(Roughly) Daily

Posts Tagged ‘Heartbreak Hotel

“I get so lonely, I could die”*…

 

Elvis, with the Gold Record he received for his first Number One single

The story has been repeated thousands of times, with minor variations, in magazines, books, blogs and documentaries. In some versions, the heartbroken man shoots himself; in others, he leaps to his death from a hotel window. There are occasional references to a failed romance and to the destruction of all traces of identification before the fatal act. There’s always a one-line suicide note: “I walk a lonely street.”

But there’s never a name. For 60 years, the true identity of the man whose death inspired “Heartbreak Hotel” has remained a mystery. Florida songwriters Tommy Durden and Mae Boren Axton always claimed the creative spark for Elvis Presley‘s first-ever Number One hit was a 1955 newspaper story about an anonymous man’s suicide and his cryptic note about that “lonely street.” (The paper cited is usually The Miami Herald.) And yet, no one has ever turned up the article, or even provided much clarifying detail.

This is surprising, considering that “Heartbreak Hotel” had a colossal impact – both on Elvis’ career and on rock & roll history. It was Elvis’ first nationwide hit after a string of regional successes, and it changed the lives of countless future stars – John Lennon, George Harrison, Keith Richards and Robert Plant have all proclaimed its transformative effect. Elton John, recalling the day he first heard the song, said, “That weekend, my mum came home with ‘Heartbreak Hotel’ and that changed my life. … Elvis Presley changed everyone’s life. I mean, there would be no Beatles, there would be no Hendrix. There would be no Dylan.” Paul McCartney once declared it nothing less than the most important artistic creation of the modern era…

Finally, the full story at: “Solving the Mystery of ‘Heartbreak Hotel’.”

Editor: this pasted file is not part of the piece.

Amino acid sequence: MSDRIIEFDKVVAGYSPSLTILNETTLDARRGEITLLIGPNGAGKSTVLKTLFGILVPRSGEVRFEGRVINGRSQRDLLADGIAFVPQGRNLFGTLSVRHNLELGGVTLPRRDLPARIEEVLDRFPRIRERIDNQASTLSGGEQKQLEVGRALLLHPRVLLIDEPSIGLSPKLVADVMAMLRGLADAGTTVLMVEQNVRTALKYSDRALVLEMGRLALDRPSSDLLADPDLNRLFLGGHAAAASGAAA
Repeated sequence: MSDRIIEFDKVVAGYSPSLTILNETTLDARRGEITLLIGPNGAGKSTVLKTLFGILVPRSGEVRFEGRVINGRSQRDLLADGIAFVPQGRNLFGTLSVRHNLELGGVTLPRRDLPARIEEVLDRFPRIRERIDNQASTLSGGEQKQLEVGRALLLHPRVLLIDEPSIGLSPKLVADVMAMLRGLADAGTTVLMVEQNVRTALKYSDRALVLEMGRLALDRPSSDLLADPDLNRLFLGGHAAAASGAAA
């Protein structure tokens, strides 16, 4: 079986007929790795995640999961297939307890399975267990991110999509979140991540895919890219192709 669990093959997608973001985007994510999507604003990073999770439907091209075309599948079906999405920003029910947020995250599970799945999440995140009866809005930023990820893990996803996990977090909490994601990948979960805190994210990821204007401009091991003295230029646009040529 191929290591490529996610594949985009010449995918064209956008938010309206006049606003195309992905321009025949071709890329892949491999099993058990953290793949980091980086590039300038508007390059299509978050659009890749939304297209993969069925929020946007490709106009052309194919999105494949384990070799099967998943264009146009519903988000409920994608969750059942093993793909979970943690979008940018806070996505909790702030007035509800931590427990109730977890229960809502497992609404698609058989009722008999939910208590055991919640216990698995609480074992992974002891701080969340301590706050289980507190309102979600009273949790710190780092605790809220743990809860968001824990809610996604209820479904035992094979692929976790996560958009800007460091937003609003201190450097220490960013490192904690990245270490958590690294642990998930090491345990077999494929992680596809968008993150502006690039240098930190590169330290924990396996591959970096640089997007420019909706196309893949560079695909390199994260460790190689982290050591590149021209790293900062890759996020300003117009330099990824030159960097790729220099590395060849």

* From “Heartbreak Hotel,” written by Tommy Durden and Mae Boren Axton.

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As we walk down a lonely street, we might recall that it was on this this date in 1961 that Bill Harry’s pioneering English music paper, Mersey Beat, announced that the Beat Brothers had signed a recording contract. The Beat Brothers?  They had performed with another British musician, Tony Sheridan, in Hamburg for several months earlier that year; but while the partnership worked, Sheridan chose to remain in Germany when the quartet returned to Liverpool. We know the group better by the name they soon after adopted: The Beatles.  Two years later, on this very day, they would go to No. 1 on the U.K. album chart for the first time.

The Beat Brothers in Hamburg (with Pete Best on drums); Tony Sheridan, seated

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Written by (Roughly) Daily

July 20, 2016 at 1:01 am

The Midas Touch…

 

In 1980 American Express teamed up with John DeLorean for a Christmas promotion, offering a limited edition of 100 24-karat gold-plated DeLoreans for $85,000 each. The response to the promotion, as to the car itself, was underwhelming:  only two were sold– though a third gold-plated car was assembled in 1983 with spare parts that were required by American Express in case one of the other two that were built were damaged.

But in fact there was a fourth golden DeLorean.  Michael Feldman, who’d paid $28,000 (including an early delivery premium) to get the first production model, decided that he’d do the plating himself.  He found an electro-brushing facility and had his car gold-plated, panel by panel, to a 24-karat luster.  The process cost him an additional $8,000– not chump change, but a comparative bargain.  Still, a golden car wasn’t the most practical vehicle in the world; Feldman sold it in 1981 to the first a series of subsequent owners.

The Golden DeLorean (note John Lennon’s psychedelic Rolls Royce in the background)

Feldman’s story in full here (whence the photo above); the promotion flyer, via Dangerous Minds, to whom, TotH.

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As we keep our eyes peeled for Doc and Marty, we might recall that it was on this date in 1956 that “Heartbeak Hotel” earned Elvis Presley his first Gold Record.  Presley’s first million-seller (and his first release on RCA, after moving from Sun), the record sat at number one on Billboard‘s Top 100 chart for seven weeks, topped the Country and Western chart, and reached number five on the R&B chart.  It continued to sell– it was eventually certified Double Platinum– and was inducted into the Grammy Hall of Fame in 1995.

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Written by (Roughly) Daily

April 11, 2013 at 1:01 am

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